Right on time

If you've been a fan of the Orioles since the 1980s, you know all about The Throw. It's attached to John Shelby like a second skin. It's referenced in his biography in the team's media guide. People walk up to him, 26 years later, and want to reminisce about it.

But there's more to it than you might know.


Of course, you remember how Shelby lunged forward after releasing the ball, his momentum carrying him onto his stomach on the outfield grass at the old Milwaukee County Stadium. You see catcher Rick Dempsey applying the tag to preserve a one-run lead in the eighth inning, in a game the Orioles had to win because, well, they pretty much had to win them all. The memory is so clear, so vivid, you even remember the runner who was cut down at the plate - the immortal Bob Skube. Close your eyes, let your mind hit the play button and it's Sept. 26, 1982, without the lower gas prices.

Now here's the part about The Throw that might escape you: Shelby says it's the only one he made after being recalled from the minors that month.


Shelby had a bone spur in his elbow that became so painful, he underwent a CT scan in Baltimore and needed surgery after the season. Manager Earl Weaver, aware of Shelby's condition, still used him as a defensive replacement and wrote his name in the lineup. And both parties hoped each night that he wouldn't be tested in the outfield.

The elbow flared up whenever Shelby warmed up his arm, so he stopped doing it. He didn't play long toss, didn't do anything that would bring back the pain. It was a clubhouse secret, kept away from the media, as Shelby recalls, so teams wouldn't run on him at every opportunity.

He had only one throw in that arm each day, and he wasn't going to waste it playing catch. And somehow, Shelby says, he made it through every game that month without having to unleash one.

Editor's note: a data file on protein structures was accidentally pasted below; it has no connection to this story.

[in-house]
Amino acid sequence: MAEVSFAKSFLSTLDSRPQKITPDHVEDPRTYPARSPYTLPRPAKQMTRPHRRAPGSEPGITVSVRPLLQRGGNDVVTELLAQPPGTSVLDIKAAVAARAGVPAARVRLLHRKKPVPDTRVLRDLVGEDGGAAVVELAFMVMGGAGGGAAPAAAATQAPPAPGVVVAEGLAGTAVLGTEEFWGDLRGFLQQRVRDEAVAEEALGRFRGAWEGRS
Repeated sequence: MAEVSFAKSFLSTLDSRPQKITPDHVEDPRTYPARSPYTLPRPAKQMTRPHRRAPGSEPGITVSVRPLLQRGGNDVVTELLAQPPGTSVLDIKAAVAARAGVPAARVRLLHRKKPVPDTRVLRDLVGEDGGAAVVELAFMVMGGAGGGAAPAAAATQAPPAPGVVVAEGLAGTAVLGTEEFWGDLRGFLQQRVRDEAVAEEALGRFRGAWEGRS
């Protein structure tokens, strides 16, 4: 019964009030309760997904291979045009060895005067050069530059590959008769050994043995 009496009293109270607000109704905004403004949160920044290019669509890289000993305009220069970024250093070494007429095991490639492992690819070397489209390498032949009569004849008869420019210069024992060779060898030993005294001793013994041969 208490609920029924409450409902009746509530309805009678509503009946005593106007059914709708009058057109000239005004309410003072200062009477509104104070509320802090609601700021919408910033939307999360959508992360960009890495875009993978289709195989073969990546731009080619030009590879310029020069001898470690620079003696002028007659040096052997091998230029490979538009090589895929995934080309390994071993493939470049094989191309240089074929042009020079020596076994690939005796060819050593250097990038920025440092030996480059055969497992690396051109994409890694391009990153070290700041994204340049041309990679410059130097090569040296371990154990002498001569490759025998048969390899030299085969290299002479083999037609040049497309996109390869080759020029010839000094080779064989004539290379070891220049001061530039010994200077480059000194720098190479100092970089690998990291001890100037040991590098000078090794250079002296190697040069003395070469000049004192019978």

Until Sept. 26.

The Orioles were clinging to a 3-2 lead in the eighth. They trailed the Brewers by three games with eight to play. Every defeat was another dagger thrust into their playoff hopes. But somehow, the magnitude of what Shelby did that afternoon - catching Cecil Cooper's fly ball for the second out, firing a perfect strike to the plate and completing the dramatic double play - was lost on him.

Running off the field, Shelby couldn't understand why everyone in the dugout had moved up to the top step, waiting to pound him on the shoulders and back. He was a kid dumped in the middle of a pennant race, and he must not have done his math.

With his locker next to Shelby's in the visiting clubhouse, Cal Ripken Jr. turned to him and said, "You don't know what you just did, do you?"

That's when Ripken explained how the Orioles were on the verge of elimination, and how they had to keep beating the Brewers, and the Detroit Tigers, and Milwaukee again when the series shifted to Memorial Stadium the final weekend.


The Orioles caught the Brewers on the next-to-last day of the regular season, but lost the decisive game, 10-2, on a Sunday afternoon. Robin Yount hit solo home runs off Jim Palmer in the first and third innings, and Ben Oglivie made a sliding catch near the left-field line to kill a late rally that he couldn't duplicate if given 100 more chances. Tears rolled down the cheeks of Weaver, who was about to embark on his first retirement. As the ovation continued long after the final out, Howard Cosell gushed about the city of Baltimore and its fans over the ABC airwaves. Shelby remembers someone rushing into the clubhouse and telling the players to put their uniforms back on and return to the field, so the crowd could say goodbye one more time.

Shelby, now the Orioles' first base coach, owns two World Series rings - from 1983 with the Orioles and 1988 with the Los Angeles Dodgers. He was in the dugout the night Kirk Gibson limped to home plate as a pinch hitter in Game 1 and swatted his dramatic home run.

And yet, when talks turns to The Throw, as it invariably does, Shelby says, "Nothing in my career compares to that final week."

Once again, he's right on target.